Countries Repeat Vows To Keep Focus on Jobs

Leaders of G-7 nations agree that most new employment will come from companies who are smaller and willing to take risks

THE Group of Seven (G-7) industrial nations ended an unprecedented two-day international jobs conference Tuesday by declaring that it has for the first time made unemployment a top item on its agenda.

The G-7 ``is opening a brand new chapter by focusing on the one economic issue of most importance to the peoples of all the nations represented at this conference: how to create high-wage jobs,'' United States Vice President Al Gore Jr. told a press conference Tuesday.

Rather than just monitor the performance and management of its economies, the group has said it will discuss the structures of its economies as well, according to officials at the conference.

``This will be looked back upon, I am convinced, as one of the most important turning points in the post-war dialogue between the United States and the other industrialized nations,'' Mr. Gore said.

Finance, labor, and economics ministers from Canada, France, Germany, Italy, Japan, Britain, and the US stressed the need to accelerate the diffusion of technology and to train workers for high-tech jobs. More than 10 percent of the work force in Canada, France, Italy, and Britain is jobless.

But the G-7 member states did not agree on specific programs to reduce the ranks of unemployed workers. G-7 leaders say they will take up the issue in Naples, Italy, at their annual meeting in July.

The government officials rallied around one point: the high returns of sparking the growth of emerging enterprises. ``It [is] clear that small and medium-sized companies need to be encouraged because of their potential for creating jobs,'' US Treasury Secretary Lloyd Bentsen said in a statement summarizing the two-day conference. This sentiment was echoed by the other delegates.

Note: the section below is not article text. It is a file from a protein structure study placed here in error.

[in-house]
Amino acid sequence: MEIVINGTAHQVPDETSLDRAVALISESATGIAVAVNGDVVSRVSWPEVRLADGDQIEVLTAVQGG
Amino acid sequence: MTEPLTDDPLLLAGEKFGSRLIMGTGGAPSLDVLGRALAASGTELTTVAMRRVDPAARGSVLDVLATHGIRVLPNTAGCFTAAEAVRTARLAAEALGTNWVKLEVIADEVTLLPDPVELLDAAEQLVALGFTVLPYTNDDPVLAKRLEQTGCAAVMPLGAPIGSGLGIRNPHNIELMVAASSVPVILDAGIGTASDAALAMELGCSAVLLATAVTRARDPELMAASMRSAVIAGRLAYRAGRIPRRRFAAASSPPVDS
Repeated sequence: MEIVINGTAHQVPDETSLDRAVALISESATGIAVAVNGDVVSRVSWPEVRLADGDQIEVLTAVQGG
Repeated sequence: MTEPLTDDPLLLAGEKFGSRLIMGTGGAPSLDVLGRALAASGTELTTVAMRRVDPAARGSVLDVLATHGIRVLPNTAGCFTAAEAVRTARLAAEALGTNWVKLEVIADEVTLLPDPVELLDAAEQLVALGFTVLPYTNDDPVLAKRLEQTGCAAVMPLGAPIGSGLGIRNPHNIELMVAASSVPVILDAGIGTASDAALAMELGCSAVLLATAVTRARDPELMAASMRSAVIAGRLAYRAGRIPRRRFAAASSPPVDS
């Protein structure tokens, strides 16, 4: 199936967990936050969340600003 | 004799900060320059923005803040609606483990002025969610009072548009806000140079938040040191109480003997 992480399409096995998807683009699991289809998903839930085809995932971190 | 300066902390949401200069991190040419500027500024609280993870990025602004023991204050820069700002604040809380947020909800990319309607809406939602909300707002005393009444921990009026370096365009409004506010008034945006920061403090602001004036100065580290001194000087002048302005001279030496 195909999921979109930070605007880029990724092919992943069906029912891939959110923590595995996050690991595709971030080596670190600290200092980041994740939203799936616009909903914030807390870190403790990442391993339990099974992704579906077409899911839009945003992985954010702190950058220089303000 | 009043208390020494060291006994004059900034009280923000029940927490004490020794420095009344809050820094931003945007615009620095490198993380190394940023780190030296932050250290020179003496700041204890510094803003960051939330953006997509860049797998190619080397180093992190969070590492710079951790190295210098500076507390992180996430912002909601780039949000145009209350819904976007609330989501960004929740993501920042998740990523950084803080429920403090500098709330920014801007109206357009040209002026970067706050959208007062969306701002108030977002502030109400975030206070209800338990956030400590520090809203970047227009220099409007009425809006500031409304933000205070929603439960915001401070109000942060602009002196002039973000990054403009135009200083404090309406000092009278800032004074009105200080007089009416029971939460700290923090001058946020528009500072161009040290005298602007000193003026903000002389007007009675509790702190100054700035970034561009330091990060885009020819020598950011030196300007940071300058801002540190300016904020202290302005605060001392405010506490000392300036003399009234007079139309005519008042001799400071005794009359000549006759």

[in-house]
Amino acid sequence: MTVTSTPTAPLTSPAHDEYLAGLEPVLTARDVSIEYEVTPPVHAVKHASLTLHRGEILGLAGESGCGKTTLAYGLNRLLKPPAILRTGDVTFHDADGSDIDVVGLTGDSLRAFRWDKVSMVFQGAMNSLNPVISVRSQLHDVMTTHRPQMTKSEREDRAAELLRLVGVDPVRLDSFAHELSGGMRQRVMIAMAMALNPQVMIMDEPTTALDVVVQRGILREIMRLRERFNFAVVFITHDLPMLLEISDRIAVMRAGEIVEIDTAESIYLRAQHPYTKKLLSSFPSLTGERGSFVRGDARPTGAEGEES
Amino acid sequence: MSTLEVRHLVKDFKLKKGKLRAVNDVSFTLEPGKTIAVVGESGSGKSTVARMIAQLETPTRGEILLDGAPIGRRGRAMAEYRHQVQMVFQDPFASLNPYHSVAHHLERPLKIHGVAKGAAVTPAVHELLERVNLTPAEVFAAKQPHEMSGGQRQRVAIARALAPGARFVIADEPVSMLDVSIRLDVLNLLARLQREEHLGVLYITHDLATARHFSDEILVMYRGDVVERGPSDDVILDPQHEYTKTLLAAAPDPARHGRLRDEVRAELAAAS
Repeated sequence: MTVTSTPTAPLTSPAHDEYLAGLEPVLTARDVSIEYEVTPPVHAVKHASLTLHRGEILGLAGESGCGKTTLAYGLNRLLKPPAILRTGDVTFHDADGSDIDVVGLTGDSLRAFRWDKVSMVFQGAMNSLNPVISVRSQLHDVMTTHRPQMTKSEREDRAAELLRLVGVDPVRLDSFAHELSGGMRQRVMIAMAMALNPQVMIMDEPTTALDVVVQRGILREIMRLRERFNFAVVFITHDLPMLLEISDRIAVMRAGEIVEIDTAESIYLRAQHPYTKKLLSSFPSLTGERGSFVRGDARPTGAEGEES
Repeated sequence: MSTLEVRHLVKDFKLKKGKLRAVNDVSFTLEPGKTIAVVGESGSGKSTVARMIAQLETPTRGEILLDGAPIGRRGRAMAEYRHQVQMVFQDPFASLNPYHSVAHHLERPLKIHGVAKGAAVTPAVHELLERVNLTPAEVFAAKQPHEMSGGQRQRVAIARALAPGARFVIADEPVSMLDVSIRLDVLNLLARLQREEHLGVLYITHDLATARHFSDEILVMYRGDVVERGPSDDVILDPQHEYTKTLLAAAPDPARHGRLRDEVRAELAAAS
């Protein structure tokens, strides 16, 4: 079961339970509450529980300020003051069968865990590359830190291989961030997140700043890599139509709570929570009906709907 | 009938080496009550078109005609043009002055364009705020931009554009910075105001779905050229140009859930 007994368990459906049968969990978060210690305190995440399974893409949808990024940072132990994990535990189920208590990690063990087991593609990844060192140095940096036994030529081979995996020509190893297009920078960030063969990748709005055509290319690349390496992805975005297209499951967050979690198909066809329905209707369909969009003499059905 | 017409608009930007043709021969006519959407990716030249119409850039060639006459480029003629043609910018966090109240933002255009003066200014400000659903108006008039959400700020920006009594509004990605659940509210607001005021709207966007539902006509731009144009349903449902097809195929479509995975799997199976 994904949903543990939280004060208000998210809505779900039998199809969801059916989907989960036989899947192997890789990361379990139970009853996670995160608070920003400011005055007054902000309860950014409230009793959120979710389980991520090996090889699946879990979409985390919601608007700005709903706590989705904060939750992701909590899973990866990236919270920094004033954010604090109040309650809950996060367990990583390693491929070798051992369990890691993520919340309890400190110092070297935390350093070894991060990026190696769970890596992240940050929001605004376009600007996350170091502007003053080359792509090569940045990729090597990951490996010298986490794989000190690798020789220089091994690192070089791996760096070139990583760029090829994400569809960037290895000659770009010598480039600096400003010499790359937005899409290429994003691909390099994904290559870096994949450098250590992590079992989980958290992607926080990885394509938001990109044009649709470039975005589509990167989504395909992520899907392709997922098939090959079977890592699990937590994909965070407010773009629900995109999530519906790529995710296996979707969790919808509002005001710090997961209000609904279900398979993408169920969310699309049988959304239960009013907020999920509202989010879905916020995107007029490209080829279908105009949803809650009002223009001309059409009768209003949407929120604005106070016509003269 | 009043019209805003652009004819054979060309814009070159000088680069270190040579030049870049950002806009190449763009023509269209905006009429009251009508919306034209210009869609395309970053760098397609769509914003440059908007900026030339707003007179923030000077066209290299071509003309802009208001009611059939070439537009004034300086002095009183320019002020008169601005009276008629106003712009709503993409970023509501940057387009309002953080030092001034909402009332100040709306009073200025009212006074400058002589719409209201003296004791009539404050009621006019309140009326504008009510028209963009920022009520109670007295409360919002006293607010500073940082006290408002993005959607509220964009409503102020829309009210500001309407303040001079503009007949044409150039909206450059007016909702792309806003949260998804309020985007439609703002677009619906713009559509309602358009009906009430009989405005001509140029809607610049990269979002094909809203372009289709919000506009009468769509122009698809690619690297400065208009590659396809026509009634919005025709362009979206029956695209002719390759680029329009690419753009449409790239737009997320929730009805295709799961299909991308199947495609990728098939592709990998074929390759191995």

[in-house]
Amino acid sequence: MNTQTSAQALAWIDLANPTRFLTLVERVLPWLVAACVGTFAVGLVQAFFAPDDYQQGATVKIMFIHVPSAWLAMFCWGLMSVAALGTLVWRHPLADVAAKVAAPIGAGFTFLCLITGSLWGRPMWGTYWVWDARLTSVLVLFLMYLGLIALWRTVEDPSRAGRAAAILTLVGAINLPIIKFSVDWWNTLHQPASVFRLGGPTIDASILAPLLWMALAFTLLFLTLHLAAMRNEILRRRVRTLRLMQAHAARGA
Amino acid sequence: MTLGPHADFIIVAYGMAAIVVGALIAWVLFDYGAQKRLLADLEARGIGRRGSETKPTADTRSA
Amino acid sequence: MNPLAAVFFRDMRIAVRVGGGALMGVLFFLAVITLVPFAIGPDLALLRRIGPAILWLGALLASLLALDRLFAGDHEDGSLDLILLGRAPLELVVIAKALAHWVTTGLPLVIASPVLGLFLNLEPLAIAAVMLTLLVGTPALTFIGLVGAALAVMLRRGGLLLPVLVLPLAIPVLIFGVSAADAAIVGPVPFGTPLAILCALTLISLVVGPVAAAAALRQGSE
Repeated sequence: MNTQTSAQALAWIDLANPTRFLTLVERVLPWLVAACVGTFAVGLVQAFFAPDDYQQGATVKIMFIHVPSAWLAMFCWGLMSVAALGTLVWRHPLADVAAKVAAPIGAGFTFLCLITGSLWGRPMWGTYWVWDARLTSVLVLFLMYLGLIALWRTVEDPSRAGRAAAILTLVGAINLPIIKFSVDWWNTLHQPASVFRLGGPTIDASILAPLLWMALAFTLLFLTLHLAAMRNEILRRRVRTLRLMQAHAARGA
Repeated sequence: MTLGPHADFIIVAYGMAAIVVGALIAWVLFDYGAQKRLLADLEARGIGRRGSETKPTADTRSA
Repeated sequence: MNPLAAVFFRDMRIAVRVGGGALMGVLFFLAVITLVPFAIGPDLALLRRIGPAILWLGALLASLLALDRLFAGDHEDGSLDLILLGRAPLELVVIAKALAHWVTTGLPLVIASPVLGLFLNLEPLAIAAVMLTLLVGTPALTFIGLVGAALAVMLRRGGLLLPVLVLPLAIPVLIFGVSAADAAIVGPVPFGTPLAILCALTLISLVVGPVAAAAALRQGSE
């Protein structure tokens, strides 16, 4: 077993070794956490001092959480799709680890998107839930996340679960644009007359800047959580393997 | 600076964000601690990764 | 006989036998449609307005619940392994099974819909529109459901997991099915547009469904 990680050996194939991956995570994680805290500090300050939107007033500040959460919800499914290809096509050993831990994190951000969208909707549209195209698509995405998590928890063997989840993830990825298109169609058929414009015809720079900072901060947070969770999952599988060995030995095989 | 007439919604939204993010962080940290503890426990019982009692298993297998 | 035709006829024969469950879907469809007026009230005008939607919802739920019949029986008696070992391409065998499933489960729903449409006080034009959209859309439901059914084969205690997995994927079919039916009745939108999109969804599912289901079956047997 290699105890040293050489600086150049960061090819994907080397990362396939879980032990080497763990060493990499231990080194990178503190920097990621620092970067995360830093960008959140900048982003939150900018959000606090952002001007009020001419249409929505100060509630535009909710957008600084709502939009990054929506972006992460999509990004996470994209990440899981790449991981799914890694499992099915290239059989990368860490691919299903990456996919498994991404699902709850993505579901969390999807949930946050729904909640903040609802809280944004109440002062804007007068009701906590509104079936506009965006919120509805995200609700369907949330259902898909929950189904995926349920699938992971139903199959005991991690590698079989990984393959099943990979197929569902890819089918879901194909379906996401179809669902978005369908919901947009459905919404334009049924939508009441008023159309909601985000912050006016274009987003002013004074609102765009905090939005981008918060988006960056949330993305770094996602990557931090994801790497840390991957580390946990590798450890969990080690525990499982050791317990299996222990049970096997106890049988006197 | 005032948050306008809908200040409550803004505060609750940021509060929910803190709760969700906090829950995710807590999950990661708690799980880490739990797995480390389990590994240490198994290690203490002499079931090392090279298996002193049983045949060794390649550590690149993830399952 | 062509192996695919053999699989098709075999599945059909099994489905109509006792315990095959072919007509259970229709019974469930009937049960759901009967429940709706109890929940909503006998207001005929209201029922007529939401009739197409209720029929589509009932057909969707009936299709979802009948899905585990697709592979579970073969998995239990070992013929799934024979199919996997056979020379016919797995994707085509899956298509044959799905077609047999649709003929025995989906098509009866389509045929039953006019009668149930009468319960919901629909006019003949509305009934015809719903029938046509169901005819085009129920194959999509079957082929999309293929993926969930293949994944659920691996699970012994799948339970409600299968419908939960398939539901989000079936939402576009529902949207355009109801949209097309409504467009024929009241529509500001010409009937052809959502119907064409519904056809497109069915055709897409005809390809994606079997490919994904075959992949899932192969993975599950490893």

``The great bulk of jobs are going to come from small and medium-sized companies involving the new technologies that have a tremendous capacity to create new employment,'' said Canadian Minister for Human Resources Lloyd Axworthy. Over the last decade, 87 percent of all new jobs in Canada were provided by companies with fewer than 100 employees, a figure similar to the US.

US Commerce Secretary Ron Brown quoted findings of a recent government report indicating that small companies are a favorable force in the severe ``churning'' of the US economy and its labor market. The US has lost a portion of its traditional manufacturing jobs most years for the past 15 years. Yet, small entrepreneurial companies expanded an average of 9 percent each year over the same period, Secretary Brown said.

In the US, employment ``opportunity will be in small companies which oftentimes tend to be more dynamic, more innovative, more ready to embrace change, take risks, to develop a new relationship with their work force,'' Brown said.

During the conference, delegates shared their experiences in nurturing small businesses. Canada, for example, has put people to work by encouraging self-employment, which now represents 7 percent of all jobs in that country. The Canadian government offers welfare recipients training in entrepreneurship and some funding to help them operate new small businesses. About 73 percent of out-of-work Canadians who became self-employed have held their jobs for at least two years.

In Britain, government programs have boosted the number of self-employed workers from 7.5 percent of the work force in 1979 to 11 percent today. About 650,000 British citizens have joined the government self-employment program.

The enthusiasm for emerging enterprises was echoed by those on the front lines of US efforts to curtail chronic unemployment.

``Small businesses have a very, very strong place in our growth and development,'' said Detroit Mayor Dennis Archer.

Since taking office in January, the mayor has instituted a ``one-stop shop'' government office that handles all licensing applications for small enterprises.

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